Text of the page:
• 15. Identifying Corruption Risk One size does not fit all!  No statutory requirement  But see Baker Hughes  Case-by-case  Phased-approach  Preliminary risk assessment based on such factors as jurisdiction, high-value transactions, and involvement of government entities as customers or regulators. 14
  • 16. Identifying Corruption Risk       Initial desktop due diligence Written questionnaires ICP from U.S. Commercial Service TPIA from investigative firm In-person interviews Local counsel opinion 15
  • 17. Identifying Corruption Risk  Due Diligence Summary Report  Diaries and other records of your due diligence activities  Who performs the work?  In house  Outside counsel  Other third parties  Where risks are higher, an independent assessment has greater value 16
  • 18. Managing Corruption Risk 17
  • 19. Managing Corruption Risk  ―Red Flags‖ are not violations       Notice of a potential issue requiring follow-up Eliminate, or mitigate and manage to reduce risk Remediate or otherwise address Intelligent, risk-based assessment Business decision What is your risk tolerance? 18
  • 20. Managing Corruption Risk  Devise and implement—     Train relevant personnel—      FCPA Policy FCPA Procedures Codes of Business Conduct for International Business Transactions Management Compliance personnel Local managers and (perhaps) partners Financial personnel Agreement include—       Representations and warranties regarding anti-corruption compliance Termination rights for breach of such reps and warranties Narrowly defined performance obligations (but tailored to meet needs) Restrictions on business partner’s rights to assign the contract or delegate duties Audit rights Prohibition on cash payments by and to your business partners 19
  • 21. Managing Corruption Risk  Insist on itemized invoices  Seek annual compliance certifications  Perform periodic and/or remedial risk assessments  Who? Internal compliance personnel, auditors, outside counsel, compliance experts  How? Scope and work plan will vary based on need  Target known problem areas – hit the likely suspects first  Review policies, procedures, and communications regarding same  Targeted interviews with key personnel internally and with business partner  Transaction sampling 20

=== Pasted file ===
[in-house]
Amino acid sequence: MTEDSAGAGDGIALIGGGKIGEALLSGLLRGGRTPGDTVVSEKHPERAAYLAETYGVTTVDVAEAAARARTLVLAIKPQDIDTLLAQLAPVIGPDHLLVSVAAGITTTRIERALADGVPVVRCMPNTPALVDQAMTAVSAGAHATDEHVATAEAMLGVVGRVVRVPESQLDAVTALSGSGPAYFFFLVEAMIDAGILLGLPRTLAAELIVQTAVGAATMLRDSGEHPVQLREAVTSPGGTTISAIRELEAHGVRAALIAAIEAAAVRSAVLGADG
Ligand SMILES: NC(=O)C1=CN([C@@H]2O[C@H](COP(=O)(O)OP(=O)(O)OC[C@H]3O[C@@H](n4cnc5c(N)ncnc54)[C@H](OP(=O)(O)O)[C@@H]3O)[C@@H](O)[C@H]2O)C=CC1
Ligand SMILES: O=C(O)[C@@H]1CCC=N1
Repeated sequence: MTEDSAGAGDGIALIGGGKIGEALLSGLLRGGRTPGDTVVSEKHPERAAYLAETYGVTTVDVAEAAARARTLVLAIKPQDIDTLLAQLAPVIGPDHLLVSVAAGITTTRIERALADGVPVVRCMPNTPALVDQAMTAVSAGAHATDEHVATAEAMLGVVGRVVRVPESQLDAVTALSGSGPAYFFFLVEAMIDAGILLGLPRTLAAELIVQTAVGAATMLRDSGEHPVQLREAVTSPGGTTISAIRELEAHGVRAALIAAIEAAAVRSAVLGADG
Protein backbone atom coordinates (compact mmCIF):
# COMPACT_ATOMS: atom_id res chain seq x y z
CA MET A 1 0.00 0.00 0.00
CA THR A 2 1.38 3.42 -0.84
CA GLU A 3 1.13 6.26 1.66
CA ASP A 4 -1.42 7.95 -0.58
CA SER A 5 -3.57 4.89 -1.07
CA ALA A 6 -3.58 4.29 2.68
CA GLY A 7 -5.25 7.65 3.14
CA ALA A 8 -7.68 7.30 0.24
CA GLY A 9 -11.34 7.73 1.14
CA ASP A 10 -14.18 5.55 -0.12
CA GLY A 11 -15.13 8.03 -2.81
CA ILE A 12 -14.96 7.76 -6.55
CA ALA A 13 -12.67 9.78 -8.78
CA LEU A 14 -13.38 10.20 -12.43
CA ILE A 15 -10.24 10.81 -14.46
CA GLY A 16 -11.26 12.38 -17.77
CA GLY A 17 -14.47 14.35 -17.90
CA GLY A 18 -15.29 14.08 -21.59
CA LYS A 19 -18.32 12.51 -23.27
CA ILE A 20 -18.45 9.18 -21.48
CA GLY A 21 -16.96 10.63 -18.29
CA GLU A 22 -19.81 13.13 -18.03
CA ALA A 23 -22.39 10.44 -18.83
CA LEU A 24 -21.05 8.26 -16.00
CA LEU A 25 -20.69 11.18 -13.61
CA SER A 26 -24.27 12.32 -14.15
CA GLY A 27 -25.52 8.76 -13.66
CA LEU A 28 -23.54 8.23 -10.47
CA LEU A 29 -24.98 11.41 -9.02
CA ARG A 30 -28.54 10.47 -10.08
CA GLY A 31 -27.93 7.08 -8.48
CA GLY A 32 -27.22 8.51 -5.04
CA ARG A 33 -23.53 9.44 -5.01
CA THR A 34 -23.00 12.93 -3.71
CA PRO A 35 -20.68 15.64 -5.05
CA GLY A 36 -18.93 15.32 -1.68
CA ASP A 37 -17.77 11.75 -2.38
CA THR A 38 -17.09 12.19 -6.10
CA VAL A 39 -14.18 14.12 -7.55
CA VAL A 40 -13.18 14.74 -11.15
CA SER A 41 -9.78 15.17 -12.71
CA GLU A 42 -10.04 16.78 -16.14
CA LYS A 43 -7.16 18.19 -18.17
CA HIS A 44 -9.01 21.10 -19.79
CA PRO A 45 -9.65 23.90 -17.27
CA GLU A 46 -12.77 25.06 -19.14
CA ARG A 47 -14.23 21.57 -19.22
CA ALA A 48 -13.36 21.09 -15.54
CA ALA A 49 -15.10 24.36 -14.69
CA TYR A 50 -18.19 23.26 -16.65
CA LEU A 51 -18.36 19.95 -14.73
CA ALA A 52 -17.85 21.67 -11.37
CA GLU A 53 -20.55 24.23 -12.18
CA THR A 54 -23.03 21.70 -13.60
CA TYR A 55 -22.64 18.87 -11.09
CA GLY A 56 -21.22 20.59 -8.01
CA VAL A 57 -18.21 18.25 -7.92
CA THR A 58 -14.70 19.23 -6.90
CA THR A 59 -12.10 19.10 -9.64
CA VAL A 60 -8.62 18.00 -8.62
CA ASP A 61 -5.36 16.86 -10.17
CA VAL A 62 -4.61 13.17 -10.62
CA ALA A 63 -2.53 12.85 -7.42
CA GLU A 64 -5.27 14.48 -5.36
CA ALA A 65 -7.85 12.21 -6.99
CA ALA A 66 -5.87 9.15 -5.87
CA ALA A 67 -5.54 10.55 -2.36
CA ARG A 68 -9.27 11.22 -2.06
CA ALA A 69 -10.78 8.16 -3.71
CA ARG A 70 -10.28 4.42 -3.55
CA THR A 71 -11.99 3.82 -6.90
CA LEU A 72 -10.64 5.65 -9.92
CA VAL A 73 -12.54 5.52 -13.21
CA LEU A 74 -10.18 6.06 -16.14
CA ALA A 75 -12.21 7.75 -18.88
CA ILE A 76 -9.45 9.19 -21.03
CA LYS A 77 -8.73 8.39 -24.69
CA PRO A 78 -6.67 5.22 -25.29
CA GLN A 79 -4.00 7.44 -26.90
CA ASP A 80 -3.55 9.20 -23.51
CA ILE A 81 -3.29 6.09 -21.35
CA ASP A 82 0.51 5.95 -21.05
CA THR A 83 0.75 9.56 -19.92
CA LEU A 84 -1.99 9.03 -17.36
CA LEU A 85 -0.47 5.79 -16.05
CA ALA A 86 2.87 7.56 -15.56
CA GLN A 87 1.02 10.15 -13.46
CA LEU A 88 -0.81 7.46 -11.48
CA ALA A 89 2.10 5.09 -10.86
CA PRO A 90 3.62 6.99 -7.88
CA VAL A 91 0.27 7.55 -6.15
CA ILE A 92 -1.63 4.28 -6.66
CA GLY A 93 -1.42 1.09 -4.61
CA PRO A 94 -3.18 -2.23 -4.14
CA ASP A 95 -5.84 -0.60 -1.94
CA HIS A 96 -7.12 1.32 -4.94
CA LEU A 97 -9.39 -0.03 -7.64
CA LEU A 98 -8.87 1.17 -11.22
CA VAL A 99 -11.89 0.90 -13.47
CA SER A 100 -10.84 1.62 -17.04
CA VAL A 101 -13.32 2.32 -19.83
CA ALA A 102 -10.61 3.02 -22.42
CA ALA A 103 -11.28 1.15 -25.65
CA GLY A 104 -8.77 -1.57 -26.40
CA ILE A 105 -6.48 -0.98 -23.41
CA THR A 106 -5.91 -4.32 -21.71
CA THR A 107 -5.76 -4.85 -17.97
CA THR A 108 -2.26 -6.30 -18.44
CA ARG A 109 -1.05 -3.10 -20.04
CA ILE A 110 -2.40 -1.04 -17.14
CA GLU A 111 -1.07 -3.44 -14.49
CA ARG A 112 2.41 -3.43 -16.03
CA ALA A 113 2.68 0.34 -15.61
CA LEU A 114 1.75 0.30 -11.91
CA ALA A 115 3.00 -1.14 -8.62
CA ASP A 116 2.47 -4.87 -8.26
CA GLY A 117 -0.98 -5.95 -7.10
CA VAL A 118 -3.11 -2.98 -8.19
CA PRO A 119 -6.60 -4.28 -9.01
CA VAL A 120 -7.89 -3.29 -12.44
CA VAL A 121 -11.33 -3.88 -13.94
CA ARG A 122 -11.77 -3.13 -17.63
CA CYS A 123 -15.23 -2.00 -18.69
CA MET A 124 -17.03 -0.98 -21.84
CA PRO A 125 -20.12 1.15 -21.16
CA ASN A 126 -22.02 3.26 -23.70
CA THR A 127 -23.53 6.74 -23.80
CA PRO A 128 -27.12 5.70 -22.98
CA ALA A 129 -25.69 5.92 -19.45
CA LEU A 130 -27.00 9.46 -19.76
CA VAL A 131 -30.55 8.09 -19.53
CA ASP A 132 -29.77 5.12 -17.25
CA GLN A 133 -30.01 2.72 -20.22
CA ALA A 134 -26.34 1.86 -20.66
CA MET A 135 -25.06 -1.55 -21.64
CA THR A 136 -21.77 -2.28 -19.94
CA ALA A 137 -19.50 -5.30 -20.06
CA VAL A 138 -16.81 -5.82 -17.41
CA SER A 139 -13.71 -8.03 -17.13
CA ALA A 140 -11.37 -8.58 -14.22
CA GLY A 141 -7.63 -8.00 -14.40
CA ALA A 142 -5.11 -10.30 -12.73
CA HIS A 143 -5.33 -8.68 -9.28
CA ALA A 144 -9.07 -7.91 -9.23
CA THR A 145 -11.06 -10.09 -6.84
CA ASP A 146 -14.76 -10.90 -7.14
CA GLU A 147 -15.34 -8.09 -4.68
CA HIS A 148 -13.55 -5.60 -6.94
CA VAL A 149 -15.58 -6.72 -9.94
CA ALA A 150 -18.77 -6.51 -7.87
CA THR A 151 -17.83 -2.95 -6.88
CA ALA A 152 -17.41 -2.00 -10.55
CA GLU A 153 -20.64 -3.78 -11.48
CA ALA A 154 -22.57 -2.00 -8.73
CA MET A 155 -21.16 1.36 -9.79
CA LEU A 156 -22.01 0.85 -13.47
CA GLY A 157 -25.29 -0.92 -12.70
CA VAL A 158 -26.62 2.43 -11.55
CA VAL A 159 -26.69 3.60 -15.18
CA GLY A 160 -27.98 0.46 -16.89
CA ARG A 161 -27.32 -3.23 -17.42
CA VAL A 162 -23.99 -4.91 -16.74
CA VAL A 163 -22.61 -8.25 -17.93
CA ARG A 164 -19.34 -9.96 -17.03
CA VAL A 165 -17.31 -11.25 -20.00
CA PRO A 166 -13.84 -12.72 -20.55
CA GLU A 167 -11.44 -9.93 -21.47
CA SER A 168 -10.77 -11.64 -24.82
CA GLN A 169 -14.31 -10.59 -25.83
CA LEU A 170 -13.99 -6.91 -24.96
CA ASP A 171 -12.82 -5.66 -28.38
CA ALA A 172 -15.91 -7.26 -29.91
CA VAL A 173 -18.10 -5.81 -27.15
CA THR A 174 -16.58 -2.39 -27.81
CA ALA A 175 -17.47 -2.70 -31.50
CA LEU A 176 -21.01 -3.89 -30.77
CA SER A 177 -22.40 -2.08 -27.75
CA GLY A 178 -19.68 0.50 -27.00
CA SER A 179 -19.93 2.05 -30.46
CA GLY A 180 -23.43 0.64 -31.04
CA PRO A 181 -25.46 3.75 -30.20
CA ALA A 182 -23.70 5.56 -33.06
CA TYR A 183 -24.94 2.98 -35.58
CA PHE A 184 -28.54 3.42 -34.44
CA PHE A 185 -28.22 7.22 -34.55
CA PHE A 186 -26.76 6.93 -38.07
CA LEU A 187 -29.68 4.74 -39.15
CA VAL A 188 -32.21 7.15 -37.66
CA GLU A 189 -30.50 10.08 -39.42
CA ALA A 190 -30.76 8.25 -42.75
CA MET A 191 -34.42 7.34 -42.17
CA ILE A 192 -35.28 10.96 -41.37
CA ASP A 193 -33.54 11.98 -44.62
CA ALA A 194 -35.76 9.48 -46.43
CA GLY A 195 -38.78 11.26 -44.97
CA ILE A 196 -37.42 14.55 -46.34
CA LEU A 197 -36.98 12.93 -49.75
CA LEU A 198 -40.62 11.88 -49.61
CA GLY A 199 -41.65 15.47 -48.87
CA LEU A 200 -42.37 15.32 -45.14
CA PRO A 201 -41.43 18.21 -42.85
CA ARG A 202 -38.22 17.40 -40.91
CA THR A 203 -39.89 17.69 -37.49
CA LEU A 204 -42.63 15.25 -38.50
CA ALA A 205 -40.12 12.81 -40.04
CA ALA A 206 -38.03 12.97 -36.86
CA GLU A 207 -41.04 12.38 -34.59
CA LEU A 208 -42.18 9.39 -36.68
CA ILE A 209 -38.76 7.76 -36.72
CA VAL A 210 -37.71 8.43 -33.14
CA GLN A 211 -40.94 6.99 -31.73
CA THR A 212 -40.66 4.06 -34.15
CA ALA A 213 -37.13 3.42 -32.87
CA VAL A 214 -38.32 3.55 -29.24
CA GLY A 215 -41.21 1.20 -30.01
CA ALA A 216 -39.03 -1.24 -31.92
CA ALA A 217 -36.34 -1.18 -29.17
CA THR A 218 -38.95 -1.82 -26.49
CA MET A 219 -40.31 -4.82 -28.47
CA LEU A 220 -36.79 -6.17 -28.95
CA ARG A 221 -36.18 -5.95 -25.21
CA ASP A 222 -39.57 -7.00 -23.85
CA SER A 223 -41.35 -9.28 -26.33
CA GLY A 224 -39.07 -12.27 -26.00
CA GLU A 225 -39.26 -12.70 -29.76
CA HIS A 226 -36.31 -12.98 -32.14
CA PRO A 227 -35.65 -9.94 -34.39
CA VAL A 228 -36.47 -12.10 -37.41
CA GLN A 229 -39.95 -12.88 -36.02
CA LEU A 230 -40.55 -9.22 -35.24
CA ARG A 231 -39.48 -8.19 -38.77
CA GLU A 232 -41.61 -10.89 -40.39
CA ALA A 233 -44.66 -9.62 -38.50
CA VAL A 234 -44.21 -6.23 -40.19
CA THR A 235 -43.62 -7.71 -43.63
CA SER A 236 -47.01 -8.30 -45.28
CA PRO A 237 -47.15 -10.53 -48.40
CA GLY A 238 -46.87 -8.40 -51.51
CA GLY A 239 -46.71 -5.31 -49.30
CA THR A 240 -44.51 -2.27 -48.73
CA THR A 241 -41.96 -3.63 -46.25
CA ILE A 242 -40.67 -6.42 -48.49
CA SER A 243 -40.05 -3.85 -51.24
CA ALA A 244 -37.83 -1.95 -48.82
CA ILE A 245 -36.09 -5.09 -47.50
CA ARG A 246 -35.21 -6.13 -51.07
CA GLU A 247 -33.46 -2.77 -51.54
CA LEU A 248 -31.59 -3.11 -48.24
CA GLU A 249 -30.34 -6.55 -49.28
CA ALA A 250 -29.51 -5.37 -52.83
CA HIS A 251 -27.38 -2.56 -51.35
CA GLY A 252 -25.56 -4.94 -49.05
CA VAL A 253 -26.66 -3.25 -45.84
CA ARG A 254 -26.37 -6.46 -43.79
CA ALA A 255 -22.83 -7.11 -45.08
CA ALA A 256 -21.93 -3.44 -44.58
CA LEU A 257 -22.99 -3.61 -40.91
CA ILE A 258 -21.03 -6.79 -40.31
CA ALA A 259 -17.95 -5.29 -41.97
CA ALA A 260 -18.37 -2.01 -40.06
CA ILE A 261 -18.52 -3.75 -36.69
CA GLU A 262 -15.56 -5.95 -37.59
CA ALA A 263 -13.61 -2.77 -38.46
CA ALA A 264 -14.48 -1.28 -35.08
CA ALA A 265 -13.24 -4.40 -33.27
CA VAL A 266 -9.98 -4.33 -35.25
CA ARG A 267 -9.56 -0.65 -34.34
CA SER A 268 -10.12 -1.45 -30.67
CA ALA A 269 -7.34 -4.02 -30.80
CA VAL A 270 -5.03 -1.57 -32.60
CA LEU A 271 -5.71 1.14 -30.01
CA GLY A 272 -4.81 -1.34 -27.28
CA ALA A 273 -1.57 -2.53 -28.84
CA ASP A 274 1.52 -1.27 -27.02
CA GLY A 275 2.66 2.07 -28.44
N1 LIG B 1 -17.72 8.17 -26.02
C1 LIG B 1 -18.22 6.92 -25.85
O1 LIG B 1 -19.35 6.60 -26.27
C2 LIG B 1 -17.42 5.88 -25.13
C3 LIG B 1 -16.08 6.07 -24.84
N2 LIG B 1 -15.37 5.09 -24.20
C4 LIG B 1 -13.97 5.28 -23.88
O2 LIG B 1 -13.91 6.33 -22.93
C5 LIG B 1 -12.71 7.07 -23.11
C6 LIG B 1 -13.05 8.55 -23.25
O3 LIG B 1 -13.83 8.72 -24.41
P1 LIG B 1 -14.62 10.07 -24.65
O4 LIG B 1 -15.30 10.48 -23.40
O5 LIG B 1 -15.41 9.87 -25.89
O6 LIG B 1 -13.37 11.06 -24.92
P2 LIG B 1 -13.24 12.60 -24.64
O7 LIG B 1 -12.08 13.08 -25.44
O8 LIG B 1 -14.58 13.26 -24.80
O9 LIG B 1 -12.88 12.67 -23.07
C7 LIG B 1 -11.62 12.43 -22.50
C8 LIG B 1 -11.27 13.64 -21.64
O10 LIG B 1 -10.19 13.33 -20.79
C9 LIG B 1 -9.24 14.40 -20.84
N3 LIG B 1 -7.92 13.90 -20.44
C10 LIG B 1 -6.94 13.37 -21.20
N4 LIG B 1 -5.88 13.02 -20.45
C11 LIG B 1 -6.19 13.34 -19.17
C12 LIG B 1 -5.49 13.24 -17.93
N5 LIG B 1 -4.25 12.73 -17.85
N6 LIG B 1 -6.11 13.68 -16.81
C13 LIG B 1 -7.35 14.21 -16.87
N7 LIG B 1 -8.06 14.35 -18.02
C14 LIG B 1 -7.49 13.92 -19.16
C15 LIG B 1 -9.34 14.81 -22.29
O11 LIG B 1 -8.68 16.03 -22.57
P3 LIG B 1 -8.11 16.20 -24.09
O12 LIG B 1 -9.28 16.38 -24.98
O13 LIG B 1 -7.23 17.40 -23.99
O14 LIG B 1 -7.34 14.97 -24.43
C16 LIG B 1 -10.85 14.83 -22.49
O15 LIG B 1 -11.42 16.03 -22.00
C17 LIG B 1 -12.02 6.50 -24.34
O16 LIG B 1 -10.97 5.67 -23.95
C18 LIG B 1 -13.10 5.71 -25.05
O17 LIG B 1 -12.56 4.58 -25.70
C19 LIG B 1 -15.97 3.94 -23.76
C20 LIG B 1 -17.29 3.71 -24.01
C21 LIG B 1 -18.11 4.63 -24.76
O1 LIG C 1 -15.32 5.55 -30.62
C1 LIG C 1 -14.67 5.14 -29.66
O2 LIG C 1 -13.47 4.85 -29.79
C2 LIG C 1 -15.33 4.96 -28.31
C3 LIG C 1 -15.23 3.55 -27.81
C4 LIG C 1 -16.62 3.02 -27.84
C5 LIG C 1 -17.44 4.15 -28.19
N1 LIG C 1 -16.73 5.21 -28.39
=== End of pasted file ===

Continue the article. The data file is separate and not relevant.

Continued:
• 22. Managing Corruption Risk  Do JVs pose different risks from those presented by agents?  Minority or majority partner?  Scope of foreign partner’s obligations?      Who controls the joint venture? Per se control and liability Parent liability for JV even without control Jurisdiction over JV independent from parent Difficulty of minority partner status 21
  • 23. Managing Corruption Risk  Pre-acquisition due diligence in cross-border M&A a critical factor in charging decisions related to merger activity  Enforcement authorities expect maximum possible preacquisition diligence  Demonstrate intelligent, risk-based efforts to detect and resolve corruption  OPR 08-02 for guidance on post-close diligence and integration  Expectation that post-close organization be in full compliance with regardless of prior state of compliance  Regulators view transactional due diligence as good for business  Real, tangible benefit to compliance, self-disclosure and cooperation 22
  • 24. Managing Corruption Risk    Acquirer and target should consider the effect anti-corruption scrutiny will have on respective businesses Business risk of bringing target into compliance Develop a plan and tailor due diligence to transaction-specific risks         Who will lead—buyer or seller? Standards for voluntary disclosure, if any? Negotiation regarding existing anti-corruption investigations, if any Issues uncovered by diligence and MAC clauses Completion before signing? Work plan outlining scope and liability for post-sign/pre-close diligence Consider how to document and protect findings Employ certain baseline best practices to meet regulators’ expectations 23
  • 25. Managing Corruption Risk Due diligence is essentially the same as with other business partners  Identify potential corruption risk—    Assess controls environment—       Employee training Audit environment Practices, policies and procedures regarding entertainment of, gifts to, and travel for government officials Facilitating payments Process for retention and use of third-party intermediaries Vet third-party intermediaries—    LOBs/Industry, countries of operation, government customers/contacts Risk of improper payments, kickbacks, side agreements, etc. Review contracts Analyze payments Analyze books and records—   Fair and accurate representation of expenditures and transactions No materiality lens 24
  • 26. Questions? 25